NASW Pioneers Biography Index


The National Association of Social Workers Foundation is pleased to present the NASW Social Work Pioneers®. NASW Pioneers are social workers who have explored new territories and built outposts for human services on many frontiers. Some are well known, while others are less famous outside their immediate colleagues, and the region where they live and work. But each one has made an important contribution to the social work profession, and to social policies through service, teaching, writing, research, program development, administration, or legislation.

All of these social workers are honored in the NASW Pioneer Room at the National Office in Washington, D.C. The NASW Pioneers have paved the way for thousands of other social workers to contribute to the betterment of the human condition; and they are are role models for future generations of social workers. The NASW Foundation has made every effort to provide accurate Pioneer biographies.  Please contact us at naswfoundation@socialworkers.org to provide missing information, or to correct inaccurate information. It is very important to us to correctly tell these important stories and preserve our history.  Please note, an asterisk attached to a name reflects Pioneers who have passed away. All NASW Social Work Pioneers® Bios are Copyright © 2018 National Association of Social Workers Foundation. All Rights Reserved.
    
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Lillian C. Milanof Photo
Lillian C. Milanof*

Lillian C. Milanof was legendary among social work practitioners in Louisville, Kentucky. Since her career in social work and education began in 1944, clients, students, co-workers, and innumerable others remarked about her strength, compassion and dedicated advocacy. Renowned for her more than two decades as an educator in the Raymond A. Kent School of Social Work at the University of Louisville, Milanof also was a nationally recognized child welfare expert whose encyclopedic recollection of child caring practices improved contemporary views about child welfare. For 60 years, her professional activities and affiliations were matched by a record of consultation and civic service that, alone, might have been a career.

Throughout the 1940s, 1950s, and early 1960s, she held various positions, in public welfare organizations in Ohio and New York. In 1964, she moved to Kentucky and joined the social work faculty at the University of Louisville, where during the next 23 years she taught and advised students and served in administrative positions, including four years as Director of Admissions. Her sabbatical pursuits during these years included work with the Kentucky Youth Research Center in Frankfort, Kentucky, and the Department of Health, Education, and Welfare in Washington, D.C. She was named Professor Emerita upon her retirement from the University of Louisville in 1986.

Milanof served as a consultant to the Board of Social Work Examiners of Kentucky, the Kentuckiana Children's Center, the Dessie Scott Children's Home, United Cerebral Palsy of the Bluegrass, and the Kentucky Youth Research Center. In the 1960s and 1970s, and again in the 1990s, she served on advisory bodies for the administrations of no less than four Kentucky governors. Throughout the 1980s and 1990s, she served on a variety of boards and planning committees for the Roman Catholic Diocese of Louisville and Western Kentucky. In 2002 Milanof was appointed by Mayor David Armstrong to the Louisville and Jefferson County Human Relations Commission.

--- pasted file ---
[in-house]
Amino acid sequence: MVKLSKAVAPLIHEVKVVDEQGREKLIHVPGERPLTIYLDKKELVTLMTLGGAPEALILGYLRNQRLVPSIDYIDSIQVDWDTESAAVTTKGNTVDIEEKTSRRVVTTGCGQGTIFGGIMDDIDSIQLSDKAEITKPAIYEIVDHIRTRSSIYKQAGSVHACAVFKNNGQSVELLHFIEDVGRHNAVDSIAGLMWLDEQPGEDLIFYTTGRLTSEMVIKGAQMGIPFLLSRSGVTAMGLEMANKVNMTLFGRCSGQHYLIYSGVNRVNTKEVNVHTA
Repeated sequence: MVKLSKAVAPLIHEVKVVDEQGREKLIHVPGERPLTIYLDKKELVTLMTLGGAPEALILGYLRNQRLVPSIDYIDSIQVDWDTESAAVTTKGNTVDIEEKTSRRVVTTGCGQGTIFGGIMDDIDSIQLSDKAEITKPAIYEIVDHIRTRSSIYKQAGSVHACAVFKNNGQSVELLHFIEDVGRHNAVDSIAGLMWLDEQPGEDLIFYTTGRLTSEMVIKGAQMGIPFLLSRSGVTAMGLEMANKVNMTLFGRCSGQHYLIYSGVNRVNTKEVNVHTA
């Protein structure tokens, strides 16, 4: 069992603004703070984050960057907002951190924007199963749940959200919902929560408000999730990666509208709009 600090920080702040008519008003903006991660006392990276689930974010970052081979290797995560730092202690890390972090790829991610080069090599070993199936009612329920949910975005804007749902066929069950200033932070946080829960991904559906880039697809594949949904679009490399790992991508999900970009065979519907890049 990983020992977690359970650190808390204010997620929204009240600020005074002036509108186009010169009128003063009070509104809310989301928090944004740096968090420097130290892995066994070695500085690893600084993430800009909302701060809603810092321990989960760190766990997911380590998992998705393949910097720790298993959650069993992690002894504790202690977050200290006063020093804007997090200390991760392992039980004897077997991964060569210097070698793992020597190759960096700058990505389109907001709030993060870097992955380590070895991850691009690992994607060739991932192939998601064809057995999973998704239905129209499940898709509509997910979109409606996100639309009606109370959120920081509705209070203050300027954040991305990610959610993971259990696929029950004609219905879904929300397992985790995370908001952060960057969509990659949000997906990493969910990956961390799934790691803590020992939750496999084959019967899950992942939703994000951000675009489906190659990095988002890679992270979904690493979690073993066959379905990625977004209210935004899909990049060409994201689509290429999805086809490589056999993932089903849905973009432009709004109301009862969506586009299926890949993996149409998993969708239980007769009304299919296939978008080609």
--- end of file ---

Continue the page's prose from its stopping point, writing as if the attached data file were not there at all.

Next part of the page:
Her community service included work with the Aging Resource Center, the Kentucky Association for Older Persons, the Kentucky Cabinet for Human Resources, and Bridgehaven in Louisville. Milanof researched, reported, and wrote frequently on topics including foster care, social work program assessment, and social work education. Her service continued substantially into her post-retirement years. She continued to work with the Kentucky Cabinet for Families and Children, the Kentuckiana Regional Planning and Development Agency, Transit Authority of River City, Metro United Way, the Kentucky Long Term Care Ombudsman Program, and the Home of the Innocents in Louisville. She returned to the classroom in 1995-1996 as an Adjunct Professor of allied health and human services at Western Kentucky University.

Starting in 1992, Milanof served on the Advisory Committee for Spalding University's School of Social Work, and in 1998, she established the Lillian C. Milanof Scholarship Fund to benefit Spalding's social work students. She received a "Woman of Distinction" award from the Center for Women and Families in 1999 and a "Community Award of Excellence" from the Jefferson County Board of Commissioners in 2002. May David Armstrong and Jefferson County Judge Executive Rebecca Jackson declared October 12, 2002, to be "Lillian C. Milanof Day" in Louisville and Jefferson County. For her distinguished career in social work practice and education; for a lifetime of service to those living in special need; and for her endeavors to inspire positive change in Louisville and beyond, Spalding University honored Lillian C. Milanof.




Newly Inducted NASW Social Work Pioneer Hortense McClinton 2015

Nominate A New NASW Pioneer

Completed NASW Pioneer nominations can be submitted throughout the year and are reviewed at the December Pioneer Steering Committee Meeting. To be considered at the December meeting, submit your nomination package by November 1. To learn more, visit our Pioneer nomination guidelines.